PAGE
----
School is out, you're going overseas, and there's a whole coastline of beautiful beaches. Time for short shorts and crop tops, woo!
Except that it's Morocco, not Miami.
Morocco is a Muslim country, which means modest dress is the norm.
Before we get into what to wear, I'm going to share my top two reasons for dressing modestly in a Muslim country:
1) You will receive slightly less attention. I say 'slightly' because, well, things like dark skin, natural hair, and body type are going to garner attention regardless of how you dress, especially if you've got a western air about you (or if you're travelling in a huge tourist group, like I was). The thing is, though, dressing modestly may effect the type of attention you attract. Dressing modesty may limit the chances of you being insulted, receiving dirty looks, or having men put their hands on you.
2) It's respectful. I was a guest in someone else's country; I'm not going to insult them by wearing spaghetti straps if that's not how they do things. Think of it like going into someone else's house. If they take off their shoes before entering, you might want to take off your shoes too. All most Muslim countries ask for from female tourists are covered shoulders and covered knees.
But what exactly is modest?
I have found that when I ask Western people about modest dress in Islam, their buzz words include "burqa", "oppression", and "that headscarf". We won't get into the many issues to be found in statements such as that, but instead, I will say this to you: Muslim women from different backgrounds have given me a dozen definitions on how they interpret modesty.
Like many things, modesty can be subjective and often individualized. Sometimes the influence is cultural, sometimes it's personal, and sometimes it's environmental; there's simply no one definition of 'modesty'. It's why there are so many variations on how Muslim women dress around the world.
What's definitely not allowed, though?
No tank tops, no spaghetti straps, no mini skirts, no crop tops, no bikinis, no transparent clothing, no clubwear. Frankly, you're probably not going want to even show that much skin . . . that dessert sun is no joke. I don't care how much melanin you're packing, a 104 degree day warrants at least one begrudgingly applied coat of cheap, off-brand, SPF-anything. If you're wearing a long sleeved shirt, though, you don't have to worry about whether or not your burnt arm skin is going to peel off in a week.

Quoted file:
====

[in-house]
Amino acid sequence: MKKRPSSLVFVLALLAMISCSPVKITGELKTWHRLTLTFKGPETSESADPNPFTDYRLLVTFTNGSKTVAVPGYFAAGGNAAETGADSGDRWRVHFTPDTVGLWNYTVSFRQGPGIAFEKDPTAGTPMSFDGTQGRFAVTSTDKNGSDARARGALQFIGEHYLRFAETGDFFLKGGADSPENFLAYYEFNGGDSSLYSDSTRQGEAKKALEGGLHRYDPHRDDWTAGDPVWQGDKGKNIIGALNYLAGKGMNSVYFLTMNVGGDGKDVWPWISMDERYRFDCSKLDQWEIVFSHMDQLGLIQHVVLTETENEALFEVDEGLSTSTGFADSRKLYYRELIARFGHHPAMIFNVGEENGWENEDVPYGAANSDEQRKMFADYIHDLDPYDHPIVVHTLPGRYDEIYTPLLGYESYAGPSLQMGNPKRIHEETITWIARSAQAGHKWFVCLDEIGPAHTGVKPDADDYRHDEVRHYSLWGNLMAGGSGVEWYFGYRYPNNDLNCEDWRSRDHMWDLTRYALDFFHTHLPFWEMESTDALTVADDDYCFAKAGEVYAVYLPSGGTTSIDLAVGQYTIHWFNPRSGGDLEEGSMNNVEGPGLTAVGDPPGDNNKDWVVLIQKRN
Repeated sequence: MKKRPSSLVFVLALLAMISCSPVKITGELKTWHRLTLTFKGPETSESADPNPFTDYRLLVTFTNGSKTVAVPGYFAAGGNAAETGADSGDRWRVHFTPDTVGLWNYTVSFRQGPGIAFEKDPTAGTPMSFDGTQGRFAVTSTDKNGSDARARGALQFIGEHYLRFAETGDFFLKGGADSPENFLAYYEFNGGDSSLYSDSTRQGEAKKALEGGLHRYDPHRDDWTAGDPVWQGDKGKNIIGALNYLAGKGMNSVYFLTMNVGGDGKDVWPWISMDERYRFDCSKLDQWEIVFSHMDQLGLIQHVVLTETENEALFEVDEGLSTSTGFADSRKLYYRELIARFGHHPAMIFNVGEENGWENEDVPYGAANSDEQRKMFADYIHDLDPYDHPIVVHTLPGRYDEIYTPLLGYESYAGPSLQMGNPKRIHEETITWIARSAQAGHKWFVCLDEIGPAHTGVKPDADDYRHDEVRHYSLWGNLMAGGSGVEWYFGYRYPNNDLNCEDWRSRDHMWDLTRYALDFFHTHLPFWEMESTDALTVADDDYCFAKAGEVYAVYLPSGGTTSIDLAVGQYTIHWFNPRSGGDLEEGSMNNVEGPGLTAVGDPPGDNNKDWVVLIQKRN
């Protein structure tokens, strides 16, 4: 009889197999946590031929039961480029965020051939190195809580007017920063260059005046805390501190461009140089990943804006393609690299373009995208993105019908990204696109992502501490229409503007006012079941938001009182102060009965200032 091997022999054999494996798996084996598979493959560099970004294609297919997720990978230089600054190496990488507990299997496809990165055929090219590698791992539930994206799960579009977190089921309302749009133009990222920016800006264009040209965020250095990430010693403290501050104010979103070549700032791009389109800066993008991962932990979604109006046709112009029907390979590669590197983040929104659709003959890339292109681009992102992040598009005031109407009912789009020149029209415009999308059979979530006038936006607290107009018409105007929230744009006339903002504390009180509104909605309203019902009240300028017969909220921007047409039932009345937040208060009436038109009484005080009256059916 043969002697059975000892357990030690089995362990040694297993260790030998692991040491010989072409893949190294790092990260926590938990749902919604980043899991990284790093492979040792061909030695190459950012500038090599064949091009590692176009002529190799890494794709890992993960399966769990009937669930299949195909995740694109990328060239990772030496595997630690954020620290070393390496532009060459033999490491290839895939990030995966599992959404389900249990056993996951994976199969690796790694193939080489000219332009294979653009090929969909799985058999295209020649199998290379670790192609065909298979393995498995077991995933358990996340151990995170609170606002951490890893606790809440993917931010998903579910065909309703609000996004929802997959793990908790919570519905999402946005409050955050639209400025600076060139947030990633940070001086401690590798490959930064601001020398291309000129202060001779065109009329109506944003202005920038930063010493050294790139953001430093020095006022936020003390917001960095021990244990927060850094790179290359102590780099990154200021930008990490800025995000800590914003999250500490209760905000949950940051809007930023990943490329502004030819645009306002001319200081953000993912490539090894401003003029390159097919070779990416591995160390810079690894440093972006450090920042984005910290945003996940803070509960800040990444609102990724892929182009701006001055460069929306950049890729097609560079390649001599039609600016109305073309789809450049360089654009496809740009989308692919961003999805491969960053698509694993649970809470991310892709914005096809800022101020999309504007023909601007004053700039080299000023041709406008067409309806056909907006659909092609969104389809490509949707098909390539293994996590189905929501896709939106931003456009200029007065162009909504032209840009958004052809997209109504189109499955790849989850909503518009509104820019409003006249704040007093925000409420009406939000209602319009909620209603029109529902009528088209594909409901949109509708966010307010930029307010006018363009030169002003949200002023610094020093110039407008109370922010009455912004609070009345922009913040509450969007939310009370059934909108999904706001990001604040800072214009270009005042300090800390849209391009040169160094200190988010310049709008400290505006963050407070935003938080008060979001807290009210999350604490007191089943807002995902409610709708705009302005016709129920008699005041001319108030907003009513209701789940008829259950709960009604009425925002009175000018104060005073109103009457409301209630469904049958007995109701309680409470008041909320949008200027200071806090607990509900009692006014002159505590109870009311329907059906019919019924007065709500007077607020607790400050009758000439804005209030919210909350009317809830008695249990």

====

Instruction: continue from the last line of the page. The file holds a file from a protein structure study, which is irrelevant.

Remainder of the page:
"But aren't you going to be hot wearing long sleeves?"
How should I put this?
I can't tell you how many times I was asked that question in preparation for travelling to Morocco.
Sure, it's fair to say that less clothing generally means feeling less warm. However, when it's a 100 outside, it doesn't matter if I'm wearing a cotton tank top or a cotton long-sleeved shirt because it's 100 degrees and I'll be sweating regardless. That said, it's less about sleeve & skirt length and more about fabric & cut. I wore cottons, layered sheer fabric, and loose clothing, and I was perfectly fine (even in my black clothing).
So, my advice when packing would be to:
- Pack things that you feel comfortable in
- Use common sense
- Try your best
And if you're still stressed, I say ask other Muslim women their thoughts and look at what people in your host country wear. The kaftan, for example, is what many women in Morocco wore. Though you may not own a kaftan, maybe you have a long sundress, and maybe you will feel more comfortable. Know, though, that western clothing was normal to see in Morocco; a t-shirt and jeans is universal.
I will admit, though, when I packed I kept it on the safe side. I'm a pretty conservative dresser at home in the U.S., but in Morocco I took it up a notch. All of my shirt sleeves were quarter-length length or longer, all of my skirts reached my ankles, and my one pair of jeans was blue and free of fashion-forward rips. I had one pair of leggings, which were later implemented into my "night out" outfit, but if I had worn them in the daytime I definitely would have worn a loose shirt that covered by butt.
It's worth mentioning, though, that most hotels are like neutral zones when it comes to dress. Many hotels cater to Western customers, which means they allow you to wear Western clothing, no matter how revealing.
Keep expressing yourself
Compared to how I usually dress, I think Morocco-Nia dressed like a dork. When I looked in the mirror, I reminded myself of a kid in play clothes or a 12 year-old wearing the latest in tween fashion. Just because it wasn't my usual style, though, didn't mean I hated the way I looked! I still took it as an opportunity to express myself through clothing in a way that made me feel good.
In my case, love jewelry, love my changing up my glasses, and live for color and pattern. So what did I do? I wore jewelry, I brought 2 different styles of glasses, and I kept my colors the way I liked them (and come to find out, Morocco was pretty big on color and pattern too).
Dressing doesn't have to be intimidating or stressful.
Naturally, pack for the type of adventure you're embarking on. Sneakers or flats? Jeans or dresses? It all depends on what you plan to be doing. Hats and sunglasses are always a plus, although in my opinion, I felt it made me look a bit more touristy. But, hey, it's hot and it's bright, so do what you have to do!
I will say, though, that the sunglasses I wore made me look like a bug, I never wore that hat again, and sneakers did not go with that outfit. You'll see what I'm talking about . . .